Store asked to alter charity window display

Steph Widdows has been to told to change her window display by the police at her PPP Emporium in Kirkham following a complaint.
Steph Widdows has been to told to change her window display by the police at her PPP Emporium in Kirkham following a complaint.
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A SHOP owner has been left baffled after her charity take on England’s riots fell foul of the law.

T-shirt designer Stephanie Widdows created an anti-rioting display in the window of her Kirkham shop in a bid to raise cash for those affected by the recent troubles.

But police in the town were less than impressed by the 26-year-old’s “I Predict a Riot” slogans – inspired by the infamous Kaiser Chiefs song – and asked her to remove the fundraising display.

Miss Widdows, who has only been running PPP Emporium, on Poulton Street, for two weeks said: “I’ve designed two T-shirts, one that says “Riot” and one that says “I Predict a Riot”, but someone who went past complained about the wording so the police came and asked me to pull it down.

“They didn’t forcefully ask me to remove it but they said it would be better if I did. It was the wording they were bothered about,

“I think it was a bit too ironic for them.”

But Miss Widdows, who used to run a stall in Manchester’s Afflecks Palace, said her display was clearly protesting against the riots.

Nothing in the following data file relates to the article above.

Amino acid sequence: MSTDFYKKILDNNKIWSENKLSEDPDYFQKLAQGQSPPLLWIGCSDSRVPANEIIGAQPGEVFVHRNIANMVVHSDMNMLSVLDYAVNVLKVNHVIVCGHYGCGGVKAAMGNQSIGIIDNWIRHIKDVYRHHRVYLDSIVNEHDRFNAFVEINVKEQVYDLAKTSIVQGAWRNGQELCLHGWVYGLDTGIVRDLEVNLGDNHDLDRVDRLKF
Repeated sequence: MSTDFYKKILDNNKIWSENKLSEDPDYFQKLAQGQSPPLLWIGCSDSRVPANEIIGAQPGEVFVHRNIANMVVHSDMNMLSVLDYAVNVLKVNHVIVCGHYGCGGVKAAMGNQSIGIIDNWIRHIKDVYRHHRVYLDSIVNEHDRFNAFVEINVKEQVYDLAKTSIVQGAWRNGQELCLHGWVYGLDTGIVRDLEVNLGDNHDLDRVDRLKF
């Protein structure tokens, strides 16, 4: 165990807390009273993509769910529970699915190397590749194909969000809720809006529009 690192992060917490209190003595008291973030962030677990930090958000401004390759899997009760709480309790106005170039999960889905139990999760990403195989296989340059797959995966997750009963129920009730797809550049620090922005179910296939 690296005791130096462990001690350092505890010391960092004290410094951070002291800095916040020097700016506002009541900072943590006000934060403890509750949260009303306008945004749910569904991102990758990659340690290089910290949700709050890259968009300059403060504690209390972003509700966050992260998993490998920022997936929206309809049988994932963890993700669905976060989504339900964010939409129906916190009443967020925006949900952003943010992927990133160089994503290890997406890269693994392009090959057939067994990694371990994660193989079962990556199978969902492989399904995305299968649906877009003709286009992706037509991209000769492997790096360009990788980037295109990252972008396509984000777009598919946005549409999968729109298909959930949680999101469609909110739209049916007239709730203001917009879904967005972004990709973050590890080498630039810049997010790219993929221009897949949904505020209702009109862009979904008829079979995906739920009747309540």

The rest of her window display remains in tact, and features a mannequin posing with a broom to help with the post-riot clean-up operation.

She is selling the T-shirts at £14 a time, with £10 going to the Red Cross, who are helping riot victims.

Miss Widdows, who lives in Kirkham, said: “I thought it was pretty obvious because the mannequin has a broom it was anti-riot.

“I didn’t want to be annoying so I took the T-shirt down but the T-shirt is still in the shop. I’ve got friends that work in Manchester and their businesses have been affected by the riots because their trade has gone downhill.”

Police confirmed they received a complaint from a passer-by who was visiting from London and was offended by the window display.

A spokesman added: “We had a word with the shopkeeper and she was happy to remove it.”

Despite her display problems, Miss Widdows said her new business – which sells handmade T-shirts, jewellery and vintage goods – is going well.

She added: “It’s doing really well. I think I’ve found a bit of a niche market because there’s not really anything like this in Kirkham.”